Duplicated User IDs arisen

vedaal at hush.com vedaal at hush.com
Wed Jun 23 00:00:11 CEST 2004

>Message: 3
>Date: Tue, 22 Jun 2004 15:40:05 +0200
>From: Werner Koch <wk at gnupg.org>
>Subject: Re: Duplicated User IDs arisen
>To: gnupg-users at gnupg.org
>Message-ID: <87wu1z7lu2.fsf at wheatstone.g10code.de>
>Content-Type: text/plain; charset=us-ascii
>On Mon, 21 Jun 2004 08:25:28 -0400, David Shaw said:
>> This is similar to a denial of service where the attacker tries
>> prevent a user from getting a key in the first place, in hopes
>> will send a message unencrypted.
>However in the case of a revocation, the user has to no way to decide
>whether to send it unencrypted or not - he will beleive that the
>is still not revoked.  Well, this is a general problem with all
>of doing revocations and there is no straight solution for it.

would a possible solution be to have key servers insist on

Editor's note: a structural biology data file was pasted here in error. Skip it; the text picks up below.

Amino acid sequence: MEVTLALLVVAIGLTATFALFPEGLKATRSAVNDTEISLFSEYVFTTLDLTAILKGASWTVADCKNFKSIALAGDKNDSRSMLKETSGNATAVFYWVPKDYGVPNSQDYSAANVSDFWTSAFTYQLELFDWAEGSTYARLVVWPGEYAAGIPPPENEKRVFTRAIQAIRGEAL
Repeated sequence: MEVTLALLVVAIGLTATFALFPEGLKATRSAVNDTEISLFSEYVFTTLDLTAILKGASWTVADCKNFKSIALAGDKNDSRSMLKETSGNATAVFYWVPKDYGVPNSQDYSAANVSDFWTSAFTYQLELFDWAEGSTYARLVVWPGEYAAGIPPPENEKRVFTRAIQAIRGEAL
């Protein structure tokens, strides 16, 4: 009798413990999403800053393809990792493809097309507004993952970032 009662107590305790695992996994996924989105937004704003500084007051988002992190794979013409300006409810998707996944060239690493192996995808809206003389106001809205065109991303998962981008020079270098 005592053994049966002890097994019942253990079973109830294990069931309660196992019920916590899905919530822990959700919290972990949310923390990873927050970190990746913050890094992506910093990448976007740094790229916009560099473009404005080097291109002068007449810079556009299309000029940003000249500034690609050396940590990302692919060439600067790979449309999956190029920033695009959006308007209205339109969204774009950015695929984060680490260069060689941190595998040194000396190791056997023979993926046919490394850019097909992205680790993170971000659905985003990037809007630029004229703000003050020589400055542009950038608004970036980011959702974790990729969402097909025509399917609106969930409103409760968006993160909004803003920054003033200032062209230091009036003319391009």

entering the key id and fingerprint, before executing the search ?

in any event, any key returned by the search should not be used
until confirmed with the key id number and fingerprint,
so this information is usually readily available to the searcher,
and able to be entered into the keyserver search criteria.

under such a system,
there could be 'no' duplicate id's,
and no denial of service spoofs,

(other than a 'malicious' [or 'tampered with and rendered malicious']
keyserver, that, for one reason or other, intentionally 'lists' keys
as revoked when in fact they are not.

a possible solution to this, would be to allow users to download the

'revoked' key anyway, and have the user see from the key packets themselves
that the revocation is genuine,

gnupg would warn the user from encrypting to such a revoked key,
so there would be no threat to the user.)


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